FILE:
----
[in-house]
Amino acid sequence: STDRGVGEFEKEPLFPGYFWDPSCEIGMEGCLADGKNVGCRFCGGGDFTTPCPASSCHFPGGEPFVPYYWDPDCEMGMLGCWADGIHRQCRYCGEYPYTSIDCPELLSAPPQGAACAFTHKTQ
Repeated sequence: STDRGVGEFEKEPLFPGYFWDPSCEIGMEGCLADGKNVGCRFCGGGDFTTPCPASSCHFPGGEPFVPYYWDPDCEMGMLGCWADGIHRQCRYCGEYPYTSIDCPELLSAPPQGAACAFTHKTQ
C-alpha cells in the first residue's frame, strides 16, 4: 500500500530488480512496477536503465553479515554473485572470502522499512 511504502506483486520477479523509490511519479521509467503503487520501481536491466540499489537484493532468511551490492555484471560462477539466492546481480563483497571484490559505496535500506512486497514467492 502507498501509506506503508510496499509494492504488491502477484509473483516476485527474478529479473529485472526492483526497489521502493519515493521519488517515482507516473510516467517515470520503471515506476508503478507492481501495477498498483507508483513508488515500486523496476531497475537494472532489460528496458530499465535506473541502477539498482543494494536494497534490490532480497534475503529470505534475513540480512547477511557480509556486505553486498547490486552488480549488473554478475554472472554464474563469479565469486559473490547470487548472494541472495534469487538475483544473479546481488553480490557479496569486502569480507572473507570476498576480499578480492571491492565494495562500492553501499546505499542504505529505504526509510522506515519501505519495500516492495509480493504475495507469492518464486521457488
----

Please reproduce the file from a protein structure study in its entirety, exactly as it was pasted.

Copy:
[in-house]
Amino acid sequence: STDRGVGEFEKEPLFPGYFWDPSCEIGMEGCLADGKNVGCRFCGGGDFTTPCPASSCHFPGGEPFVPYYWDPDCEMGMLGCWADGIHRQCRYCGEYPYTSIDCPELLSAPPQGAACAFTHKTQ
Repeated sequence: STDRGVGEFEKEPLFPGYFWDPSCEIGMEGCLADGKNVGCRFCGGGDFTTPCPASSCHFPGGEPFVPYYWDPDCEMGMLGCWADGIHRQCRYCGEYPYTSIDCPELLSAPPQGAACAFTHKTQ
C-alpha cells in the first residue's frame, strides 16, 4: 500500500530488480512496477536503465553479515554473485572470502522499512 511504502506483486520477479523509490511519479521509467503503487520501481536491466540499489537484493532468511551490492555484471560462477539466492546481480563483497571484490559505496535500506512486497514467492 502507498501509506506503508510496499509494492504488491502477484509473483516476485527474478529479473529485472526492483526497489521502493519515493521519488517515482507516473510516467517515470520503471515506476508503478507492481501495477498498483507508483513508488515500486523496476531497475537494472532489460528496458530499465535506473541502477539498482543494494536494497534490490532480497534475503529470505534475513540480512547477511557480509556486505553486498547490486552488480549488473554478475554472472554464474563469479565469486559473490547470487548472494541472495534469487538475483544473479546481488553480490557479496569486502569480507572473507570476498576480499578480492571491492565494495562500492553501499546505499542504505529505504526509510522506515519501505519495500516492495509480493504475495507469492518464486521457488